Ohlone Tools and Crafts
Another aspect of Ohlone culture was toolmaking and crafts. One of the most important hunting tools used by the Ohlone was the bow and arrow. These were usually 3 to 4 1/2 feet long. The Ohlone would attach sinew to a bow made of wood while it was wet to use as a string. That made the bow very effective and easy to draw. They would use arrows with points made of lava rock or obsidian. According to Fr. Palóu, the biographer of Junípero Serra, the Ohlone were also known to carry short lances with points made of flint.
The Ohlone crafted boats, called balsas, for fishing, hunting waterfowl, and traveling up and down the coast. Some early visitors said they were about ten feet long and made of rushes or rolled up dried grass. These boats would be thick in the middle and tapered on the ends. Whoever was in the boat would use a double-bladed oar to paddle through the water.
Early visitors were also very impressed with Ohlone basketwork. They were able to weave plant fibers in such a way that they were completely waterproof. This way, they could be used for drinking, holding food and even roasting over a fire. Ohlone baskets were often decorated with beads, mother-of-pearl and feathers.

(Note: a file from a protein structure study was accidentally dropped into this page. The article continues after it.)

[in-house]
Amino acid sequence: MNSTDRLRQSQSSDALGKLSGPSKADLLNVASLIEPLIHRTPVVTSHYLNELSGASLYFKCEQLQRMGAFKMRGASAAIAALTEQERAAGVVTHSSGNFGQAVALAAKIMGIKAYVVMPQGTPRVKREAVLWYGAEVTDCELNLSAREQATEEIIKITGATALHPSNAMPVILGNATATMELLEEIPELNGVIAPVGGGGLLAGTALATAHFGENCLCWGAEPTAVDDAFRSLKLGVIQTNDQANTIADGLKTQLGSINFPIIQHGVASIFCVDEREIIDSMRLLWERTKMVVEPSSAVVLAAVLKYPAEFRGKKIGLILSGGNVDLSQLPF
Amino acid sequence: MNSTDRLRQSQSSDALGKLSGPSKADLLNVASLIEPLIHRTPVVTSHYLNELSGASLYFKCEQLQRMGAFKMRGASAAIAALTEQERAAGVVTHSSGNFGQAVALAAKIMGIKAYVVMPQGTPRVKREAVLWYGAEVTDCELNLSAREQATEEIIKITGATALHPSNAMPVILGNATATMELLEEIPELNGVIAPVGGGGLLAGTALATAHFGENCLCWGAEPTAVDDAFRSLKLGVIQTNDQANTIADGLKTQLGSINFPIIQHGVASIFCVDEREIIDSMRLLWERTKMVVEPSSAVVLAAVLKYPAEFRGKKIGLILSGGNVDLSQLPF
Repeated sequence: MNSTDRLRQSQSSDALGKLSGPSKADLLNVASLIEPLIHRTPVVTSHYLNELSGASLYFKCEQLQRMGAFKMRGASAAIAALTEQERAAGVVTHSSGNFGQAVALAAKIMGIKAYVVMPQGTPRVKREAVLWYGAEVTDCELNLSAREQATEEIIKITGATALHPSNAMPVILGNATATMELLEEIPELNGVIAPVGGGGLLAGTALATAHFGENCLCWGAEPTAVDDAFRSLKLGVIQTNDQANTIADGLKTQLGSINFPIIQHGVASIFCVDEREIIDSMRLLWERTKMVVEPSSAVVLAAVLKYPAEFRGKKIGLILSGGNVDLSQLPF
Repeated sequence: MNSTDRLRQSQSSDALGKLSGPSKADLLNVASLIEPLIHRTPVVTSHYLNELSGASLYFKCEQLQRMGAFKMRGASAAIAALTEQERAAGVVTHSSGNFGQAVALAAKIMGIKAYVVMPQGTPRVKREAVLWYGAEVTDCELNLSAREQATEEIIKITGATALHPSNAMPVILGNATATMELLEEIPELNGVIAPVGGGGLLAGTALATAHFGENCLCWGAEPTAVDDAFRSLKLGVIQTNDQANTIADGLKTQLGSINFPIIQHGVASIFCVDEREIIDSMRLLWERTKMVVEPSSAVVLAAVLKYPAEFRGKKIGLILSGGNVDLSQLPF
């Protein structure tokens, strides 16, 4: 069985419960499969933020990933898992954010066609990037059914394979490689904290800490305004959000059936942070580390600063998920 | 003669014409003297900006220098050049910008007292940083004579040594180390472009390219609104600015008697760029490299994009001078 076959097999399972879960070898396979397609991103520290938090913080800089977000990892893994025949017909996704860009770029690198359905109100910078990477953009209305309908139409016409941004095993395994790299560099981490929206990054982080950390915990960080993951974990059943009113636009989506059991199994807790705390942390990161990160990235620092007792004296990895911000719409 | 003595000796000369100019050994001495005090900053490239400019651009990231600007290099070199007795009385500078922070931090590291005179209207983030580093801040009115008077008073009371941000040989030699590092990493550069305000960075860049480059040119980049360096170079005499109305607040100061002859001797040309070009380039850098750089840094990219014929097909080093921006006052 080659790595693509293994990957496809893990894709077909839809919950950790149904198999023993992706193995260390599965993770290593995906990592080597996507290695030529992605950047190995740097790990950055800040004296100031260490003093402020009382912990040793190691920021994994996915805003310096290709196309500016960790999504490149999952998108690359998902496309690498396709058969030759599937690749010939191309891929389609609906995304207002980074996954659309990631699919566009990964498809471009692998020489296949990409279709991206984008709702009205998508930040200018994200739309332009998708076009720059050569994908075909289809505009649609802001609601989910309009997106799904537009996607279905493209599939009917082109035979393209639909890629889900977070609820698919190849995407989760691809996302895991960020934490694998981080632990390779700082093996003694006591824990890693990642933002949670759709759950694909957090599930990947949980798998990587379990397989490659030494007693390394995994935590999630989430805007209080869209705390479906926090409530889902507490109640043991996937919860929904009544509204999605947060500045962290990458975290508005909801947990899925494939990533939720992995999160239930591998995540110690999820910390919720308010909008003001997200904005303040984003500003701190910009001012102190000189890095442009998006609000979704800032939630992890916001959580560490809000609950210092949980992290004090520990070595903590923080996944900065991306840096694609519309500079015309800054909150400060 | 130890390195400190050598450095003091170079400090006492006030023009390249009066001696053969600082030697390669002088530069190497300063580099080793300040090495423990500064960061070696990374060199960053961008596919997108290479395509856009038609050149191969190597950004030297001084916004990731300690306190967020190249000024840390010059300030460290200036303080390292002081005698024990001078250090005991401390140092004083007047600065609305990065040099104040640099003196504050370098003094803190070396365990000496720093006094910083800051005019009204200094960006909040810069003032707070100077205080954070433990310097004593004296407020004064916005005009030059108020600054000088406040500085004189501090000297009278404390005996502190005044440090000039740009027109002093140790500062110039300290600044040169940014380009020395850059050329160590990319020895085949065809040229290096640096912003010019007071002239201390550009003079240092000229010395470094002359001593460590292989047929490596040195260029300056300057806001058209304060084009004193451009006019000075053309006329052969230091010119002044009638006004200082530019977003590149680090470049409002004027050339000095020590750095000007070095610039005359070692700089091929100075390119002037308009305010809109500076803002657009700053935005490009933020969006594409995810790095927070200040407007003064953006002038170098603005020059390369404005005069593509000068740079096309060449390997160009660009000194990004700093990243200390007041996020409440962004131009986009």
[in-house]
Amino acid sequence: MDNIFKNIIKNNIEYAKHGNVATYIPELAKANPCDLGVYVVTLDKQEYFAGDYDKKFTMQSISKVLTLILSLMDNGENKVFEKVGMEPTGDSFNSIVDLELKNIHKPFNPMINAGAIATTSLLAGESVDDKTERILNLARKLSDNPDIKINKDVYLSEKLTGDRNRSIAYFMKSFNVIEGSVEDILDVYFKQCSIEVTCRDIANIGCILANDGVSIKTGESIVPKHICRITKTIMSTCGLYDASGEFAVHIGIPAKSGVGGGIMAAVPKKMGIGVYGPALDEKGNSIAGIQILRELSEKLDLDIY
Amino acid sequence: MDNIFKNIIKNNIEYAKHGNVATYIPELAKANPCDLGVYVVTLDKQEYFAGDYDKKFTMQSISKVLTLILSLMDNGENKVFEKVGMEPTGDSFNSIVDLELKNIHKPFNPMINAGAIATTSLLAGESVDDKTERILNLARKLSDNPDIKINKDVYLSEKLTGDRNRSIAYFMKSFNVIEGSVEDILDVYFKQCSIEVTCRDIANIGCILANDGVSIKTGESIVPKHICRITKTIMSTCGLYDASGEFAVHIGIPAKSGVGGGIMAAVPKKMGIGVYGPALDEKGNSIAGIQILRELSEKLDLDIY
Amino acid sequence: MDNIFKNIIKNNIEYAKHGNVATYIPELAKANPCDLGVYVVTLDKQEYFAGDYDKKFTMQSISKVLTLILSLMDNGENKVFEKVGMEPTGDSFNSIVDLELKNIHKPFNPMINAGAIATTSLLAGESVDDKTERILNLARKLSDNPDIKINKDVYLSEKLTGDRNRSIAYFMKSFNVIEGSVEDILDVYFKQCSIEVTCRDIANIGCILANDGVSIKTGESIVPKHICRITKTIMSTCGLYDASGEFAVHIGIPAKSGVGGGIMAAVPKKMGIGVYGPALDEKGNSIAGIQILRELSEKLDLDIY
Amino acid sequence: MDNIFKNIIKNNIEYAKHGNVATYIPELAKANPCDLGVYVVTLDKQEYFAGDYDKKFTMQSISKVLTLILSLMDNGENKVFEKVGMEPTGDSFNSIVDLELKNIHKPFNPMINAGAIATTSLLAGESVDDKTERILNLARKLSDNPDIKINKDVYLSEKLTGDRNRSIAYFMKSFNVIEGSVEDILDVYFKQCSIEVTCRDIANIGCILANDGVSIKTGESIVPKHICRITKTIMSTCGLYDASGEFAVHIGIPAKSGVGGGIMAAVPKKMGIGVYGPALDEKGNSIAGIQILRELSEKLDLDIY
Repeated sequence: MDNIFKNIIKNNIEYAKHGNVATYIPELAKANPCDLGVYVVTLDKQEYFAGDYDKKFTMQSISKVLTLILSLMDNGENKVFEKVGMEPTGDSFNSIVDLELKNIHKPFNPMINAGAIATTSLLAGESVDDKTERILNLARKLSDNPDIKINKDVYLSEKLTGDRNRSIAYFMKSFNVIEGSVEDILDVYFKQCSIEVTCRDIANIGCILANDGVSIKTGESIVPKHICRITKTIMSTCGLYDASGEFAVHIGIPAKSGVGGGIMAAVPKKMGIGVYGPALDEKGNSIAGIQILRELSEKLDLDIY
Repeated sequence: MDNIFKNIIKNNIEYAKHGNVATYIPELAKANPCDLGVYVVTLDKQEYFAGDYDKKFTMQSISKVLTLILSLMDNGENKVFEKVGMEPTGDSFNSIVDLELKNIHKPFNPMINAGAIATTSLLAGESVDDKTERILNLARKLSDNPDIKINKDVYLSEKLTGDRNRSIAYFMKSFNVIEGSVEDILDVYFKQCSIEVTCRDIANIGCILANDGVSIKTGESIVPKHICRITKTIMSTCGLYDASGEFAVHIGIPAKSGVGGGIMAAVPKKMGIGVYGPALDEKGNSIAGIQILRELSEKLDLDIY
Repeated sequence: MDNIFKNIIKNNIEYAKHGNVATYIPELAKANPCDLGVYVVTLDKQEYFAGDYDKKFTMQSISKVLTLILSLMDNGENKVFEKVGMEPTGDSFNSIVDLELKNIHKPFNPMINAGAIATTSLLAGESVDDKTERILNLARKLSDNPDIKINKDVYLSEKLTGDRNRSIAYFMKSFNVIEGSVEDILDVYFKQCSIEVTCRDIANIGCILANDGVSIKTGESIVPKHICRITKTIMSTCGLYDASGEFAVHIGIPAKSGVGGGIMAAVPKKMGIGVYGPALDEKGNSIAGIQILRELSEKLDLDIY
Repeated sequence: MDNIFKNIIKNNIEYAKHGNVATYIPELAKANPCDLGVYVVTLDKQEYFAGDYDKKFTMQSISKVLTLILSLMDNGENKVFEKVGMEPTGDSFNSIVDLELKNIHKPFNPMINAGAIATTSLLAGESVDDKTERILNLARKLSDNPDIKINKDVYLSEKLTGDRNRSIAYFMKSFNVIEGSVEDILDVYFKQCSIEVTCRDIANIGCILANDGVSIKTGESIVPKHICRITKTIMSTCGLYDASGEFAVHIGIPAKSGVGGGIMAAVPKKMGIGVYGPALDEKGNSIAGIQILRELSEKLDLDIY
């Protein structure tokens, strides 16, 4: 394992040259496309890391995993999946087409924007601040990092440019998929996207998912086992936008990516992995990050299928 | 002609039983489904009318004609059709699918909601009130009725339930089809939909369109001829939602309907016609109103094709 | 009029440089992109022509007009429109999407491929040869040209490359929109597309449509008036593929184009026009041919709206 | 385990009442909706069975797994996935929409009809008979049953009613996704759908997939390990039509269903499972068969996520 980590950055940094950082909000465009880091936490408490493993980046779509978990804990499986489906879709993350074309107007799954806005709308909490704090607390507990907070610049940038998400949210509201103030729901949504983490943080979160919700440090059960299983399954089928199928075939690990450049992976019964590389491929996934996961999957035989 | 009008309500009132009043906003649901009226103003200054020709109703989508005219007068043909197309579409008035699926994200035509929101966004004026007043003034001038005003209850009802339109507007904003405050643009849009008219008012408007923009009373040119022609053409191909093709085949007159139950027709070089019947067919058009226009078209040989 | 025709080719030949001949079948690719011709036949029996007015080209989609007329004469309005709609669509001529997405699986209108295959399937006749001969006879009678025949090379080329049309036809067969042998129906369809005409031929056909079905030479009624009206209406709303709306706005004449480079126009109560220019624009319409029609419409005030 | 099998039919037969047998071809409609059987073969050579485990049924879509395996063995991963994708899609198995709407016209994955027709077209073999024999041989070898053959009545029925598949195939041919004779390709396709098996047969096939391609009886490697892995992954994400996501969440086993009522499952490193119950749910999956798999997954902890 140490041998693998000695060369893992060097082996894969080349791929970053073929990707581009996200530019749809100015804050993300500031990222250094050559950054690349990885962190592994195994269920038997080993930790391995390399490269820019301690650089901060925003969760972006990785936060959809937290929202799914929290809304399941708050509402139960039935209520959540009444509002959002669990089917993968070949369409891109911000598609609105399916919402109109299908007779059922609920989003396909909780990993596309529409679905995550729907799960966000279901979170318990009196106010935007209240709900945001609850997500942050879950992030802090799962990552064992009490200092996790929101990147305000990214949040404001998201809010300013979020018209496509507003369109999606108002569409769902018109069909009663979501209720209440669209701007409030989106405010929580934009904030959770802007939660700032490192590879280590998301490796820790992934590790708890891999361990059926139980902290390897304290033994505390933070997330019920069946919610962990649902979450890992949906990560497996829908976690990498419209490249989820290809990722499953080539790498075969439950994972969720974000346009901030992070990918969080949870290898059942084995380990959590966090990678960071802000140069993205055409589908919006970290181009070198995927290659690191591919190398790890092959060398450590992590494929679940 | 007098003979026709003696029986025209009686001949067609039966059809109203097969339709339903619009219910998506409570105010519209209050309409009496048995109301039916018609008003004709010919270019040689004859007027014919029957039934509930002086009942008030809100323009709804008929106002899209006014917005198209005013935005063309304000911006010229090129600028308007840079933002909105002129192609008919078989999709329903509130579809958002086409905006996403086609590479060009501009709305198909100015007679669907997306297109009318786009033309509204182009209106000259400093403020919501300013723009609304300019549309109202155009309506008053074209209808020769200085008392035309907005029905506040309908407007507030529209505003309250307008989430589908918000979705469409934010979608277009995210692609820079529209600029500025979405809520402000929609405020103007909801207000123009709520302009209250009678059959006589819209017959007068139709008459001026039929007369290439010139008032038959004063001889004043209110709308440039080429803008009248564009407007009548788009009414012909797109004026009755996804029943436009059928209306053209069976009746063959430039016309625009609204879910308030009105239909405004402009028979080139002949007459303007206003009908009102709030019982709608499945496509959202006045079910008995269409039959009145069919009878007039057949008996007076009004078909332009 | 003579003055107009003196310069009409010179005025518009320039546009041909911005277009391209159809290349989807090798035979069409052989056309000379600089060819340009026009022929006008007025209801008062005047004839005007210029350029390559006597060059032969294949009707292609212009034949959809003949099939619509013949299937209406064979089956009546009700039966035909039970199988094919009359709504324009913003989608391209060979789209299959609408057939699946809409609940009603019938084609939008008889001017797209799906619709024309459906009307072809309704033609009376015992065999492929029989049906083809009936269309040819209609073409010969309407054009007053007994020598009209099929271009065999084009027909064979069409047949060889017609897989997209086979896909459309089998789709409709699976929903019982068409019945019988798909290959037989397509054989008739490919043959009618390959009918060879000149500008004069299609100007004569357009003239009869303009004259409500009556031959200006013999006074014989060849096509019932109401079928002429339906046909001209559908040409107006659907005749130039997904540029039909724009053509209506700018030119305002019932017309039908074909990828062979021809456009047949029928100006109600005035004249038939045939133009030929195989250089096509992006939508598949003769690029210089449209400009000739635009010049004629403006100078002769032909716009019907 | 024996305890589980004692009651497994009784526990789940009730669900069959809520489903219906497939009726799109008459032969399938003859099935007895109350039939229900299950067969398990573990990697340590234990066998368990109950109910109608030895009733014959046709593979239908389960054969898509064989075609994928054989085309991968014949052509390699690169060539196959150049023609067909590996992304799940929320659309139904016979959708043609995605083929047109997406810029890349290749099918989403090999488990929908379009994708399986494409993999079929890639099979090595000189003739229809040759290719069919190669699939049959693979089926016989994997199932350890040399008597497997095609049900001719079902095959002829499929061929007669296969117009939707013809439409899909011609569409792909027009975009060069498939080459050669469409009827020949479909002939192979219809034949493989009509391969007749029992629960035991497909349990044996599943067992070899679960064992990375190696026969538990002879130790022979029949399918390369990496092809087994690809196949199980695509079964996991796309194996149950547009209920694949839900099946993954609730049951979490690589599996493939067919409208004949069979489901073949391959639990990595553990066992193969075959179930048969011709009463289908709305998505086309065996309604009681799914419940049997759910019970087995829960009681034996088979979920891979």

Ohlone Culture Today
During the American period, they had to fight for their survival, and some scientists who studied Native American life considered the Ohlone to have disappeared. But they had never left.
Today the Ohlone are still with us, and continue to maintain their traditions. If you would like to know more about Ohlone culture today, their descendants are represented through groups such as the Muwekma Ohlone Tribe of San Francisco Bay, the Indian Canyon Nation, and the Amah-Mutsun Tribal Band.
Ohlone Sites to Visit
There are many sites you can visit today to learn about Ohlone culture and life. Some are outdoors, where you can experience the natural setting in which the Ohlone lived before the encounter with the Spanish. In those places you may even see pictographs and petroglyphs. Other places are indoors, such as museums, where you can see artifacts and exhibits related to Ohlone culture. Below are a few of my favorites:
• Alameda County: The museum at Mission San José has some very informative exhibits about the Ohlone before, during and after the mission period.
• San Francisco County: The museum and grounds at Mission San Francisco de Asís (Mission Dolores) have excellent exhibits on Ohlone culture. The museum at the Presidio of San Francisco also has some very good information about the life of the Ohlone in early times.
• San Mateo County: The Sanchez Adobe not only gives insight into Hispanic Alta California, but is built on the site of an Ohlone village called Pruristac.
• Santa Clara County: Chictactac-Adams County Park features Ohlone grinding rocks, petroglyphs, and information about the Ohlone up until modern times. The De Saisset Museum at Santa Clara University even has a reproduction of an Ohlone tule house.
• Santa Cruz County: The Santa Cruz Mission State Historic Park provides access to the adobe homes that Ohlone families lived in at Mission Santa Cruz.
Have you visited an Ohlone site? Are there any you would like to recommend? If so, let me know in the comments below!